Every tire has a “manufactured” date or as Budweiser would call it, a “Born-On” date. Like beer, tires have a shelf life too. It is very important that you know how old tires are before you buy them. Since tire rubber deteriorates over time if its stored under less than optimal conditions. Drinking old beer can pose a health risk or to a lesser extent, bad taste in your mouth. Installing an older tire on the other hand, can pose a very serious safety risk, even death.
Industry standard suggests that a tire should be removed from service if its older than 6 years. If stored properly, a tire could be used even if it’s two years old. Remember this is under the assumption that the tire are stored properly. In warm states (where the potential of tires’ “drying out” is high), you probably want tires that are less than one year old. So read each tire carefully BEFORE you have them installed. The last thing you want is to have a four year old tire and then drive on them for another three.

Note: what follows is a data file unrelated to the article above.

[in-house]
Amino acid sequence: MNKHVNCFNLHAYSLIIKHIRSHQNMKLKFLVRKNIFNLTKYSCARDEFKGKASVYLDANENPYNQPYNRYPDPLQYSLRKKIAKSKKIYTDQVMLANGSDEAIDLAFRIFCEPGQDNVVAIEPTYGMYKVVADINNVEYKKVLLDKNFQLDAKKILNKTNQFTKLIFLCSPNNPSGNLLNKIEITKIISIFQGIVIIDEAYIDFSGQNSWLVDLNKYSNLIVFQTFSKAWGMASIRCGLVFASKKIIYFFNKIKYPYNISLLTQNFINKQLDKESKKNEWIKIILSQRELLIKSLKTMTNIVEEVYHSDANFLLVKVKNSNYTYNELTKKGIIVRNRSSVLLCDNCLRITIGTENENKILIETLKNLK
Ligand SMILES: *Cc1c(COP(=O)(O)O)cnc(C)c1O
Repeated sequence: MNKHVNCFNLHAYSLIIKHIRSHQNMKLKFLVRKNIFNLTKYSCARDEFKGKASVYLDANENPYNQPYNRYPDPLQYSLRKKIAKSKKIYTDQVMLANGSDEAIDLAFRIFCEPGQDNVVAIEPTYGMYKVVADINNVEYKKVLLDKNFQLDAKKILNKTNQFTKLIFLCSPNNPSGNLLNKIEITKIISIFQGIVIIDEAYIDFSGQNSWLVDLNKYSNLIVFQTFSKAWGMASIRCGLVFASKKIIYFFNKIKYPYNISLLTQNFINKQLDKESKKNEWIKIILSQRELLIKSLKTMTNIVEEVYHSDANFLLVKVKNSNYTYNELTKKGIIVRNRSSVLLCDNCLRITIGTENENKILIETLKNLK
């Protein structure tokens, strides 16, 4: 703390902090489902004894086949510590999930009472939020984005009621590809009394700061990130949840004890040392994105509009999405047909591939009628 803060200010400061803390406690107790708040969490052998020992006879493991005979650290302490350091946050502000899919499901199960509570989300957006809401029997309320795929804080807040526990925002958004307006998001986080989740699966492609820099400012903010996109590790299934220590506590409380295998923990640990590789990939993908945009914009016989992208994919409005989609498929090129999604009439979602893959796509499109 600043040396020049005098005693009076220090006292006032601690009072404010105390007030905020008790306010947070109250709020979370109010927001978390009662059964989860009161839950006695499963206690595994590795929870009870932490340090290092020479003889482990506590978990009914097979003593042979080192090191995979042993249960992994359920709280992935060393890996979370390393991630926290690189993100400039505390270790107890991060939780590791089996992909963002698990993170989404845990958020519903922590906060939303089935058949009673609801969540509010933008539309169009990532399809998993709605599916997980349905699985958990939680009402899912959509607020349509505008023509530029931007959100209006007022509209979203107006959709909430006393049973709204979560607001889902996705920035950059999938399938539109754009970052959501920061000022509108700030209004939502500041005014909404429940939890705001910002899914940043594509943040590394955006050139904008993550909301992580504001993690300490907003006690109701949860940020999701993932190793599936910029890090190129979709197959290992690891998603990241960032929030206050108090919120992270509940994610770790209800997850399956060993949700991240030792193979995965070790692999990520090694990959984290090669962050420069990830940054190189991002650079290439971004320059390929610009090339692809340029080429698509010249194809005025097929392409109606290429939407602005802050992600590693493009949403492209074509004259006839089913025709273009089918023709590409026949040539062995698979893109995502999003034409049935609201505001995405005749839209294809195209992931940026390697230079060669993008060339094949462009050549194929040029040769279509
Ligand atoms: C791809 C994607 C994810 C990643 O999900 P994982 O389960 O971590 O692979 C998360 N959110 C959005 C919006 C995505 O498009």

To learn how to read the sidewall for the “manufactured” date, find the DOT (Dept of Transportation) Markings on the sidewall of your tires. The DOT markings help track the tire in the same way food is tracked. Circled in the image below, you will see the last for digits of the DOT markings on one of my tires. The first two numbers are the week (08), and the last two are year (08). So my tires were “born” on the 8th week of the 2008 calendar year or February 2008. Not bad since I got the car three months later.
Back in May 2008, there was a story on this same topic on ABCNEWS. Check it out!
I hope everyone takes the time to check their tires and get new ones if needed. I know they can get expensive, but life is priceless.